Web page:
Northwestern Athletic Director Resigns Amid Backlash Over Harassment Case
Hayden Richardson, a member of the 2018-2020 squad, filed a complaint in January 2021 against the university, its Assistant Title IX coordinator, its associate athletic director for marketing, Polisky and Bonnevier, claiming she had been tampered with , harassed and raised. without his permission by drunk fans and alumni at college-sponsored events and year-end parties. She said in the lawsuit that she was encouraged to continue taking photos and mingling with potential donors to secure funds for the university, even though she had raised concerns about these actions to Bonnevier and Polisky.
The lawsuit, filed in a U.S. District Court in the state of Illinois, also argues that the Title IX office violated federal policy by delaying a formal investigation into these actions more than a year after Richardson reported them.
In his college dissertation, which details his experiences and those of other cheerleaders, Richardson wrote that in January 2019, members of his team met with Polisky to voice concerns about tailgating. He replied, “What did you expect as a cheerleader? She added that Polisky accused two teammates of fabricating evidence when they sent her 16 anonymous reports of harassment and Heather Obering, associate athletic director for marketing, at the same meeting.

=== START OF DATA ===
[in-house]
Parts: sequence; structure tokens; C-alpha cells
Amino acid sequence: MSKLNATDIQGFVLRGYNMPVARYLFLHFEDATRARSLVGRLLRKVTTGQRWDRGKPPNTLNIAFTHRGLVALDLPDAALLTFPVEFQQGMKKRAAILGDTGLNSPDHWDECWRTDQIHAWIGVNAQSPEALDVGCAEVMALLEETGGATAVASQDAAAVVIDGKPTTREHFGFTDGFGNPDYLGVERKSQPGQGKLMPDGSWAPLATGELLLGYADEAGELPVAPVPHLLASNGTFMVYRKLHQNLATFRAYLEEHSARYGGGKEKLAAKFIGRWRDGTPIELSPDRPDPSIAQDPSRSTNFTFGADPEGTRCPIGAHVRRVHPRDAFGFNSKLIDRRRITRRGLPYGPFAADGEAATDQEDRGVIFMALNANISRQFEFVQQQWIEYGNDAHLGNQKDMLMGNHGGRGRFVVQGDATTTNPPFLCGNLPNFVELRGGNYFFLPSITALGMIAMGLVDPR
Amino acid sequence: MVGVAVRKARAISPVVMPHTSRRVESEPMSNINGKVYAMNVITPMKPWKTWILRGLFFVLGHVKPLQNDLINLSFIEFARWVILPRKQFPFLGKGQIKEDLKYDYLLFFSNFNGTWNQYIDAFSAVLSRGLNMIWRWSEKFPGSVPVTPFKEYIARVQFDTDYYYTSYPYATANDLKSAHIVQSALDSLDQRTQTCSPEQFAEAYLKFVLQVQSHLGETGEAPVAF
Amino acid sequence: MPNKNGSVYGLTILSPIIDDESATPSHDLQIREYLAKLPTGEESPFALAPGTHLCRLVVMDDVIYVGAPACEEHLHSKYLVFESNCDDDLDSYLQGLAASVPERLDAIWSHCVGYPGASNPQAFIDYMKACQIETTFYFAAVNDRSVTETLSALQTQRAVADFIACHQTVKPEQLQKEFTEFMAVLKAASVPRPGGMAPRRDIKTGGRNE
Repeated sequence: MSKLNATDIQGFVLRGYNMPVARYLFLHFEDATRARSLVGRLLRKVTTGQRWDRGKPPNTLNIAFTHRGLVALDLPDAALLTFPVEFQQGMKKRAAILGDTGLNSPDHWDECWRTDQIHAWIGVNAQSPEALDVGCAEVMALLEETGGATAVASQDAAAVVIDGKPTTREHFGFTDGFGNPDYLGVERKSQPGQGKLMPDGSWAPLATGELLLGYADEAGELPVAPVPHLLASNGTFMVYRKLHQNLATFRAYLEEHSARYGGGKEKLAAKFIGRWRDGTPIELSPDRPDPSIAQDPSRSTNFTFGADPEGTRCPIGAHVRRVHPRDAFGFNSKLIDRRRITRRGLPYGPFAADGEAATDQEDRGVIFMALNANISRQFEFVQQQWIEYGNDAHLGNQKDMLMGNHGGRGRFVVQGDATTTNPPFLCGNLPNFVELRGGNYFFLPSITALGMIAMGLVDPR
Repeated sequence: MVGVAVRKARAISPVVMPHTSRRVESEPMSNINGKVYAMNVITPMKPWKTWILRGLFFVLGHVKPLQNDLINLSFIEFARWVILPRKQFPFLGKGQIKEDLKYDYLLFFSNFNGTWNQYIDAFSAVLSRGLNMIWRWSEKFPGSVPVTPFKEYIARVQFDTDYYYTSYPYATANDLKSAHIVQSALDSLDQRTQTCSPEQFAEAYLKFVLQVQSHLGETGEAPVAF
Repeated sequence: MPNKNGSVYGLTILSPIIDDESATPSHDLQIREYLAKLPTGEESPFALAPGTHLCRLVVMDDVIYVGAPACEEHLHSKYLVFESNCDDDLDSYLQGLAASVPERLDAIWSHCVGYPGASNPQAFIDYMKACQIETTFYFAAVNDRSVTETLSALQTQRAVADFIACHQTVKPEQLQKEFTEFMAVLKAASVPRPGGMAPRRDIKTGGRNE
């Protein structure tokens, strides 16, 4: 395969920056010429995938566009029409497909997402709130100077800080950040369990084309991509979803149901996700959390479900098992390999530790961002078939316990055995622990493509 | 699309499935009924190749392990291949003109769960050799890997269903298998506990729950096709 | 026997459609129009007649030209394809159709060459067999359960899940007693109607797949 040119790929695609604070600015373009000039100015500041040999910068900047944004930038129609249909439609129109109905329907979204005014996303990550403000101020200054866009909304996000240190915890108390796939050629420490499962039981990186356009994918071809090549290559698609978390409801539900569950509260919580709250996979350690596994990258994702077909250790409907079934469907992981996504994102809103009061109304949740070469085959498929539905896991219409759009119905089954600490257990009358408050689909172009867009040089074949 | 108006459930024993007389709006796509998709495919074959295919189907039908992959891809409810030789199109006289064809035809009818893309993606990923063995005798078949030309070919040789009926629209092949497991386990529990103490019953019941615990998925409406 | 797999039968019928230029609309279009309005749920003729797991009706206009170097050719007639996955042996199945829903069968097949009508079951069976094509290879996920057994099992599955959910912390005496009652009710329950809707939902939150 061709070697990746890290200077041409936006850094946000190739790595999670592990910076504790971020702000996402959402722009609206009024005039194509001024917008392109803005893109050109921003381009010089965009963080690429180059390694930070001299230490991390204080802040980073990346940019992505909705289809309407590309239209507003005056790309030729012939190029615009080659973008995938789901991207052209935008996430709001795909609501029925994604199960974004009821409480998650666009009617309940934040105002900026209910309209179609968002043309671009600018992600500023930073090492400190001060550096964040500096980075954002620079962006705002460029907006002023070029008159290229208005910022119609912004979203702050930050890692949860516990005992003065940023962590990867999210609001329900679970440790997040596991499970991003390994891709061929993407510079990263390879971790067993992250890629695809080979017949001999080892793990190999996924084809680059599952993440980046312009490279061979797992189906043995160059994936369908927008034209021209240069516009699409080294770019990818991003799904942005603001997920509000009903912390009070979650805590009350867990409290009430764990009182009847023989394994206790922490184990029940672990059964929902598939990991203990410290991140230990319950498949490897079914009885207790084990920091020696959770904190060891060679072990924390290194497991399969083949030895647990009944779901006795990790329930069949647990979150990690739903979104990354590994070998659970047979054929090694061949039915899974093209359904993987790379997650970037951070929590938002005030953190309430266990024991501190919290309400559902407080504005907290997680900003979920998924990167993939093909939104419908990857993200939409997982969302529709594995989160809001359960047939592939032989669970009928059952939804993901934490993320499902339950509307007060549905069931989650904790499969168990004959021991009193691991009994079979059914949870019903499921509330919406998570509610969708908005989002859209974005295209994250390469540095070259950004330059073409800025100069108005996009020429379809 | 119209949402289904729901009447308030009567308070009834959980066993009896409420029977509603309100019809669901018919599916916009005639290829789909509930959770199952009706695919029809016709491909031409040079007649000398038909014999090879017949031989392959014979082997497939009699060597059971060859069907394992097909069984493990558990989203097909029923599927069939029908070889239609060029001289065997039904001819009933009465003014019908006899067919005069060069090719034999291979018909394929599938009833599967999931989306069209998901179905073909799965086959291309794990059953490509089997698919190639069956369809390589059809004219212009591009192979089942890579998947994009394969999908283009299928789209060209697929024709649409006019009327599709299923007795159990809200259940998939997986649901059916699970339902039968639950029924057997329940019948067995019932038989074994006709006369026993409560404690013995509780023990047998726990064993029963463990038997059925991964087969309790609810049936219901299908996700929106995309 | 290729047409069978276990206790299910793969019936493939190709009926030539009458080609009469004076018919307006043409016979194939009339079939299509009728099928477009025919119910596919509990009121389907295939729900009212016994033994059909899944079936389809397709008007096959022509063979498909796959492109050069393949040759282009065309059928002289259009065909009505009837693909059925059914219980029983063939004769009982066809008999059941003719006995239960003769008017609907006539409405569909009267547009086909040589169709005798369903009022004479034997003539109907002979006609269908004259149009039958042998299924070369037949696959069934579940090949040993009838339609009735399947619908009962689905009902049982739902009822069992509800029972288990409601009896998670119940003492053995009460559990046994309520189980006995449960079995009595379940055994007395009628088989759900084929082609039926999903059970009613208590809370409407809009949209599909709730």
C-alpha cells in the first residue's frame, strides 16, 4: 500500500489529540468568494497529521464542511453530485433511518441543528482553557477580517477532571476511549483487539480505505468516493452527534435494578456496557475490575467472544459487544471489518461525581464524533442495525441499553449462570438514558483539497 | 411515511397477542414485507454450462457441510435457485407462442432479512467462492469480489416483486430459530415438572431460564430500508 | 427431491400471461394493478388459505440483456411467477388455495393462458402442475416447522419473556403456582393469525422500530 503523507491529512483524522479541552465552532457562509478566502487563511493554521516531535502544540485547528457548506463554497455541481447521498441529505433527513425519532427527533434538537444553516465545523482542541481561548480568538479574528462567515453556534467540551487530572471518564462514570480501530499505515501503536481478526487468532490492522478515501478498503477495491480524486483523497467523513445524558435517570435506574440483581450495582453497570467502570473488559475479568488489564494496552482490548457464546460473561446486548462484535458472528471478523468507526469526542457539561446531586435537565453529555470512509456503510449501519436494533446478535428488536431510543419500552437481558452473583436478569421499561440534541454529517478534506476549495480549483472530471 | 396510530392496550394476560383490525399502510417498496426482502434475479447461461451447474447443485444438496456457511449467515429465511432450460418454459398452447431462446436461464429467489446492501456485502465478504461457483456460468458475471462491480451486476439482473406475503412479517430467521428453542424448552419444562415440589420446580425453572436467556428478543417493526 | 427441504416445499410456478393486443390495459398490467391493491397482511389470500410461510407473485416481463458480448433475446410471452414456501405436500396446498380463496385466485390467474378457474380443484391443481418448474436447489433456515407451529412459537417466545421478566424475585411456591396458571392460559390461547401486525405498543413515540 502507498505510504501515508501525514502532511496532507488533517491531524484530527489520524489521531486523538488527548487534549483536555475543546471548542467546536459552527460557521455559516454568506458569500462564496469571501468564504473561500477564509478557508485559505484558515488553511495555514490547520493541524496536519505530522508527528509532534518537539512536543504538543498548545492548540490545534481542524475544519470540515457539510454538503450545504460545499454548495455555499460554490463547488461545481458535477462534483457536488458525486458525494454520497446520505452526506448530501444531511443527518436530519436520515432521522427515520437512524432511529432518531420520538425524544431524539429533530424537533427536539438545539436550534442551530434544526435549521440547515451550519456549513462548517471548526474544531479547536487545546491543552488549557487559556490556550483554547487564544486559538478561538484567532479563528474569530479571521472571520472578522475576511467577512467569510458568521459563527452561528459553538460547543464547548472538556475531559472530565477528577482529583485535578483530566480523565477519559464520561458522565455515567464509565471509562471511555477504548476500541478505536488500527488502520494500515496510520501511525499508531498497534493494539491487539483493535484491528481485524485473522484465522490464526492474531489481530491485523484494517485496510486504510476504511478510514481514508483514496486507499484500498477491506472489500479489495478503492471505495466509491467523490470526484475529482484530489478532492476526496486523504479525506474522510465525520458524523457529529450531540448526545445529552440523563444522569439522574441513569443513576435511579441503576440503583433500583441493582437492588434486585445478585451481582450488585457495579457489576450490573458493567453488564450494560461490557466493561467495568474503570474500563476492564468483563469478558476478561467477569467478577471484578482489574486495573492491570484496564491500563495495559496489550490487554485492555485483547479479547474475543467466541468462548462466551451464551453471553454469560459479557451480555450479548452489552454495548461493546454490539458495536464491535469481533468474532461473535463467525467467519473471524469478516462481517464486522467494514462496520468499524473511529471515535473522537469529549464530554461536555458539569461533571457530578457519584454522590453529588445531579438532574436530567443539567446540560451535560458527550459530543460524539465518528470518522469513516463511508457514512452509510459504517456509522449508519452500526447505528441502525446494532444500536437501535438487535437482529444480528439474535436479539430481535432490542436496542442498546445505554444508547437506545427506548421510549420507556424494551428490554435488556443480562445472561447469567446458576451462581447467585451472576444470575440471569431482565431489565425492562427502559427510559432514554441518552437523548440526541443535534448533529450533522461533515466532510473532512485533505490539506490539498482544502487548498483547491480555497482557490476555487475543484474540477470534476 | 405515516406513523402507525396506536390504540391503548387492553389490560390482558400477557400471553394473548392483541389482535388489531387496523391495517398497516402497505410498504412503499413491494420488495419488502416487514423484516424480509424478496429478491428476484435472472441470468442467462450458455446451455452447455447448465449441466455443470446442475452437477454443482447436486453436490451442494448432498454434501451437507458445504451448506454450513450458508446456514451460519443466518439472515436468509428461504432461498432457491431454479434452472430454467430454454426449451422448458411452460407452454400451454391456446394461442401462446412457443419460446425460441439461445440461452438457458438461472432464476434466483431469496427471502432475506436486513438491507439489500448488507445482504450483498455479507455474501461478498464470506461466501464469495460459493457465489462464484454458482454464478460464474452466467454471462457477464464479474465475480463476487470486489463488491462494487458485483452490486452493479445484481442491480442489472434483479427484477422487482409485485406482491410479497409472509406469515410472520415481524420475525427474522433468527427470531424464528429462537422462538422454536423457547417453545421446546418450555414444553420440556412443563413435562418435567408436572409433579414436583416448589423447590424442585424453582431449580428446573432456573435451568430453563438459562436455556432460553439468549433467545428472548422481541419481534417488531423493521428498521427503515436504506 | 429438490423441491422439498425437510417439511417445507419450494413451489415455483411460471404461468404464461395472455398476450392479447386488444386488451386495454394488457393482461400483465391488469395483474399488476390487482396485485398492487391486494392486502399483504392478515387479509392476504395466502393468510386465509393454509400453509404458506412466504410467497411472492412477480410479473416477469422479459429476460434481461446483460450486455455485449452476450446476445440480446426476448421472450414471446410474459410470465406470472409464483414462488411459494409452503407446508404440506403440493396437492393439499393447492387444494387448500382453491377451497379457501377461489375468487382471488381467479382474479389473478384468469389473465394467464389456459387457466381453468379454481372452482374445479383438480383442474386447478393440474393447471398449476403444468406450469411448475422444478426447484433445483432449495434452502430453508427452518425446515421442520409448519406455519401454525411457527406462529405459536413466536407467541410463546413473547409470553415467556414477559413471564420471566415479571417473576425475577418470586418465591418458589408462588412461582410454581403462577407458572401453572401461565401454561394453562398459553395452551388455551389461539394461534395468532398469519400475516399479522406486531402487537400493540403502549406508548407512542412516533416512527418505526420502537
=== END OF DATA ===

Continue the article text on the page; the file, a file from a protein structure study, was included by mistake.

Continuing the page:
Polisky denied the allegations on Friday in an email sent by his lawyers to the New York Times, as did a representative for Obering. Both decided to close the case, as well as the university. A Bonnevier lawyer did not respond to requests for comment.
Polisky and Obering forwarded complaints from the January 2019 meeting to the university’s Equity Office, which investigated. Later in 2019, policies restricting hairstyles were removed and cheerleaders were no longer required to participate in tailgates, university spokeswoman Jeri B. Ward wrote on Thursday in a report. -mail to the Times. Bonnevier’s contract was not renewed in 2020 after she was found guilty of violating the university’s discrimination and harassment policy, Ward said.
“It’s ultimately a question of whether Me Too and Black Lives Matter will make sense on college campuses, and also what influence major donors will have on student safety,” Caitlin Fitz, a history professor who worked on letters and protests against the hiring of Polisky. , said Wednesday in a telephone interview.
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